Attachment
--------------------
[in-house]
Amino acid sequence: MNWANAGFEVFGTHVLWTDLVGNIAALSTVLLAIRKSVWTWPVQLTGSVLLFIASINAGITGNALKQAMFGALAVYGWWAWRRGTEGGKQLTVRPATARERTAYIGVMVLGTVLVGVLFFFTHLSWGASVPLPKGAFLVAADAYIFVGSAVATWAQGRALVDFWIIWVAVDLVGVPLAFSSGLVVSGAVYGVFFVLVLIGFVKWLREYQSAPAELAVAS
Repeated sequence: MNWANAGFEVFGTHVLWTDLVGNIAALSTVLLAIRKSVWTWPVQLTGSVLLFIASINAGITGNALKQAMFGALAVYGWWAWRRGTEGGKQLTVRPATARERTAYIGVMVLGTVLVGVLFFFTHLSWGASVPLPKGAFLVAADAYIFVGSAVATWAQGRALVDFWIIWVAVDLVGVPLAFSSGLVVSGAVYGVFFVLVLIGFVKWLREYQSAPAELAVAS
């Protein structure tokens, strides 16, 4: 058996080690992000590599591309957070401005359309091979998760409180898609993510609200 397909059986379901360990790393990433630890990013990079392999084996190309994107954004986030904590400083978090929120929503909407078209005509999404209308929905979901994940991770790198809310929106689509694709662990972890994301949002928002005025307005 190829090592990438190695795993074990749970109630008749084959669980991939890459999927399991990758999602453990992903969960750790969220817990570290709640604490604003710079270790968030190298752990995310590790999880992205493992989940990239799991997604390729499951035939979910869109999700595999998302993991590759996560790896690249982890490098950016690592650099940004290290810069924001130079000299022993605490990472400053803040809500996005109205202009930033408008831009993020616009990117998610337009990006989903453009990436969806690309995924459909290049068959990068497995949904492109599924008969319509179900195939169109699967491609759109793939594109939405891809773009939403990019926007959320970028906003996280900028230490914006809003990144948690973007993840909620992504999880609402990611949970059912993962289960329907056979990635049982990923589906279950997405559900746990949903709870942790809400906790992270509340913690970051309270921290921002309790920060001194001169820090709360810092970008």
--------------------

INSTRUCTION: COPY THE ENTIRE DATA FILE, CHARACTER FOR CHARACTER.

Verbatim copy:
[in-house]
Amino acid sequence: MNWANAGFEVFGTHVLWTDLVGNIAALSTVLLAIRKSVWTWPVQLTGSVLLFIASINAGITGNALKQAMFGALAVYGWWAWRRGTEGGKQLTVRPATARERTAYIGVMVLGTVLVGVLFFFTHLSWGASVPLPKGAFLVAADAYIFVGSAVATWAQGRALVDFWIIWVAVDLVGVPLAFSSGLVVSGAVYGVFFVLVLIGFVKWLREYQSAPAELAVAS
Repeated sequence: MNWANAGFEVFGTHVLWTDLVGNIAALSTVLLAIRKSVWTWPVQLTGSVLLFIASINAGITGNALKQAMFGALAVYGWWAWRRGTEGGKQLTVRPATARERTAYIGVMVLGTVLVGVLFFFTHLSWGASVPLPKGAFLVAADAYIFVGSAVATWAQGRALVDFWIIWVAVDLVGVPLAFSSGLVVSGAVYGVFFVLVLIGFVKWLREYQSAPAELAVAS
């Protein structure tokens, strides 16, 4: 058996080690992000590599591309957070401005359309091979998760409180898609993510609200 397909059986379901360990790393990433630890990013990079392999084996190309994107954004986030904590400083978090929120929503909407078209005509999404209308929905979901994940991770790198809310929106689509694709662990972890994301949002928002005025307005 190829090592990438190695795993074990749970109630008749084959669980991939890459999927399991990758999602453990992903969960750790969220817990570290709640604490604003710079270790968030190298752990995310590790999880992205493992989940990239799991997604390729499951035939979910869109999700595999998302993991590759996560790896690249982890490098950016690592650099940004290290810069924001130079000299022993605490990472400053803040809500996005109205202009930033408008831009993020616009990117998610337009990006989903453009990436969806690309995924459909290049068959990068497995949904492109599924008969319509179900195939169109699967491609759109793939594109939405891809773009939403990019926007959320970028906003996280900028230490914006809003990144948690973007993840909620992504999880609402990611949970059912993962289960329907056979990635049982990923589906279950997405559900746990949903709870942790809400906790992270509340913690970051309270921290921002309790920060001194001169820090709360810092970008």